It’s become increasingly common in Florida DUI cases for prosecutors to rely heavily on the investigation and testimony of drug recognition experts (DREs). These are police officers who are specially trained to recognize the signs of impairment in drivers who are under the influence of drugs. DUI defense

Last year, the Governors Highway Safety Association reported that for the first time, drivers killed in crashes are more likely to be on drugs than drunk. Forty-three percent of drivers tested in fatal crashes had used a legal or illegal drug, surpassing the 37 percent who tested above the legal limit for alcohol. It’s worth noting that researchers were unable to definitively say there was a causal link between the presence of those drugs and the crash, or even that the drugs were present in levels that indicated impairment.

F.S. 316.193 makes it clear that no driver is allowed to be in actual physical control of a vehicle while under the influence of any substance – legal or otherwise – if it impairs his or her normal faculties. But while legislators have created a per se limit of intoxication that pertains to alcohol consumption (0.08 or more grams of alcohol per 100 milliliters of blood or per 210 liters of breath), no such cut-off exists for drug impairment. That means the question of whether someone is “under the influence” is often a subjective question that comes down to the observation of the arresting officer – who has more credibility in a courtroom with DRE certification. That does not mean the assertions made by that officer are correct. Our Fort Lauderdale DUI defense attorneys encourage all defendants to remain respectfully silent during questioning and ask to speak to a defense lawyer as soon as possible. Continue reading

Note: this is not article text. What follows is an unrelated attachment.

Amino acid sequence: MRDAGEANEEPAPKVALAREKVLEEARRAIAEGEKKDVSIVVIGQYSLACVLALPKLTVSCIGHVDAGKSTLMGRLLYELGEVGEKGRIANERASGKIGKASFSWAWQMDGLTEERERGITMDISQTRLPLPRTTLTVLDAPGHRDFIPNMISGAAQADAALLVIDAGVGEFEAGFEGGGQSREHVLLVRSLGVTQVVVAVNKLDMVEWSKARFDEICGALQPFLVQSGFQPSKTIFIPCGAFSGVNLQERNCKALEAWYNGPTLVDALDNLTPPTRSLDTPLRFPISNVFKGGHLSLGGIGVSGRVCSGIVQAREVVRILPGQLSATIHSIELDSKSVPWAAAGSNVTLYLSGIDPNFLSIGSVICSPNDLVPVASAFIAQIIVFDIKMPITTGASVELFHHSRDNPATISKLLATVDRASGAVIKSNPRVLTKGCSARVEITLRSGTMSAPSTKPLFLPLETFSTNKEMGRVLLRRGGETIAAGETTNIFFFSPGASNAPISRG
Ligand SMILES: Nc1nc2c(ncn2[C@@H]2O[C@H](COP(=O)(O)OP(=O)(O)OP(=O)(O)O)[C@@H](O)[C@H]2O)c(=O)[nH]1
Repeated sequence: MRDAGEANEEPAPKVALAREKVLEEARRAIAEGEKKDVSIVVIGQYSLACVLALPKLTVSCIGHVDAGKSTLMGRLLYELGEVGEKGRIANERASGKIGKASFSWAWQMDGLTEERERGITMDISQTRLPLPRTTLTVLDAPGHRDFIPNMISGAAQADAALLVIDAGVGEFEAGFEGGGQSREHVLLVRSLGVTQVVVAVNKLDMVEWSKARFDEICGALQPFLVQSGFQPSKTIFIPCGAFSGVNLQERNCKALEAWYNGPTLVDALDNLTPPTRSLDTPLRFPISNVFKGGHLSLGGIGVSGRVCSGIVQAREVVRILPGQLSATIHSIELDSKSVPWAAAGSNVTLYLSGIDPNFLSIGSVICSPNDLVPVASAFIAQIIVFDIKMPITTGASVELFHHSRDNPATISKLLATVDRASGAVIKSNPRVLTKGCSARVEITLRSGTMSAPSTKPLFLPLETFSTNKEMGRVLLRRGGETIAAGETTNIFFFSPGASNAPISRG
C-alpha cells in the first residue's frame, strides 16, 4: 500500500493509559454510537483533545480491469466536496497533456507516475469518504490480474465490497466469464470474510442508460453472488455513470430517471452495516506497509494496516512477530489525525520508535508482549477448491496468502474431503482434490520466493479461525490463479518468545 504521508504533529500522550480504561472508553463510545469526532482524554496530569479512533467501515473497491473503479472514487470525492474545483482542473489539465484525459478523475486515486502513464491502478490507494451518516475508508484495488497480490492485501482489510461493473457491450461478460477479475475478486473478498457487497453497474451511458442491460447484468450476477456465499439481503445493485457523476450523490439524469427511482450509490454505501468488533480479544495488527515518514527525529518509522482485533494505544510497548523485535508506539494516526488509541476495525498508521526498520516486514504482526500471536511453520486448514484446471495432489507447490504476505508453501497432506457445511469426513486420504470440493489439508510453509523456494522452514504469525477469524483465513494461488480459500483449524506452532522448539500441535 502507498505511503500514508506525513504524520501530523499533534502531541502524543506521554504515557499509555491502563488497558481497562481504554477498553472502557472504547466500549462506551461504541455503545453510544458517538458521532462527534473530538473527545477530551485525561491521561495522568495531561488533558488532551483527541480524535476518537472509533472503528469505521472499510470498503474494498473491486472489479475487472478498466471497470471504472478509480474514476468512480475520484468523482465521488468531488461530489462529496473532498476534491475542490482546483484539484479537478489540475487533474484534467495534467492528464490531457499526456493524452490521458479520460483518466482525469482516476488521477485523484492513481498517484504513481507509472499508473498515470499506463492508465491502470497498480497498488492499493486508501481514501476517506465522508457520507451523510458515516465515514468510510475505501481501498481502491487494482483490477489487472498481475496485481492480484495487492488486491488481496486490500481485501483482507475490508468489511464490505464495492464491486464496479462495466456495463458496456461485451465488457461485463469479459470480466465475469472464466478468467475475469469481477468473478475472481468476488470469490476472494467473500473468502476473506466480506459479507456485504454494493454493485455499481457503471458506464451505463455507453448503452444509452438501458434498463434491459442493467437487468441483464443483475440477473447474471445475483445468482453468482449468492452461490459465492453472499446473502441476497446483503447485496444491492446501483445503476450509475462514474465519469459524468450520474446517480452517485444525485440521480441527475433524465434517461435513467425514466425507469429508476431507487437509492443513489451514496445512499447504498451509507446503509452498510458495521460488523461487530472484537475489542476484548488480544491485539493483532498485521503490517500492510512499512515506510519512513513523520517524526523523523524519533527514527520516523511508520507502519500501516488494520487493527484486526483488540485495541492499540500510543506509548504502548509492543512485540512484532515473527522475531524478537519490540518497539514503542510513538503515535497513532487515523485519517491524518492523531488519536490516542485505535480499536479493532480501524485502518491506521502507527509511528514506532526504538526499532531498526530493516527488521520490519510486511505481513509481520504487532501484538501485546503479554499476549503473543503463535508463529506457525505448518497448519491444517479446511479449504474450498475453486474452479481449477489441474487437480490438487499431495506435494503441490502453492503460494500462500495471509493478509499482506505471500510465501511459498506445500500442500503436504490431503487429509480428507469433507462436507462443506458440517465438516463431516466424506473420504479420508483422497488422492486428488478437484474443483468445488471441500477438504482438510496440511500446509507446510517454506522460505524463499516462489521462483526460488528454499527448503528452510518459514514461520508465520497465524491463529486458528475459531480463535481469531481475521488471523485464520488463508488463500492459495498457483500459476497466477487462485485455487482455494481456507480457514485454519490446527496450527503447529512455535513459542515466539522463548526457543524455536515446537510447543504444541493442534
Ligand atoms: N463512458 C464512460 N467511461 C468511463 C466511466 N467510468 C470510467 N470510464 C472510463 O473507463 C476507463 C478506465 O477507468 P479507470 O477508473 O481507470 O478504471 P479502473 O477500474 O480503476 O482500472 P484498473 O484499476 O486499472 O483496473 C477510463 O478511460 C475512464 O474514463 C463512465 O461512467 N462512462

Florida state lawmakers are mulling drug crime reform, specifically a series of bill that include provisions allowing judges more discretion for sentences that currently require minimum mandatory sentencing and increases of substance abuse treatment funds.drug crime defense attorney